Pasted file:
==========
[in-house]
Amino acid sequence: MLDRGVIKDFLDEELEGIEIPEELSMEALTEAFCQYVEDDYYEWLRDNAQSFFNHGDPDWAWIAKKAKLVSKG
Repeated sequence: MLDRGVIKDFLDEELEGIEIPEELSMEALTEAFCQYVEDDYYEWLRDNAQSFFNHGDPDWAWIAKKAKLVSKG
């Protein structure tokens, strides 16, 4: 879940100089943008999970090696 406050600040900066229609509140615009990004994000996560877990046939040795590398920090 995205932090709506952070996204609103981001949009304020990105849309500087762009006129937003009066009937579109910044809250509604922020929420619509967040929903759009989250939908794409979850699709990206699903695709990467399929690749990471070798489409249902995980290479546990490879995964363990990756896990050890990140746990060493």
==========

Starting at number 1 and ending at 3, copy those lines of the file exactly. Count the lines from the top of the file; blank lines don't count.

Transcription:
[in-house]
Amino acid sequence: MLDRGVIKDFLDEELEGIEIPEELSMEALTEAFCQYVEDDYYEWLRDNAQSFFNHGDPDWAWIAKKAKLVSKG
Repeated sequence: MLDRGVIKDFLDEELEGIEIPEELSMEALTEAFCQYVEDDYYEWLRDNAQSFFNHGDPDWAWIAKKAKLVSKG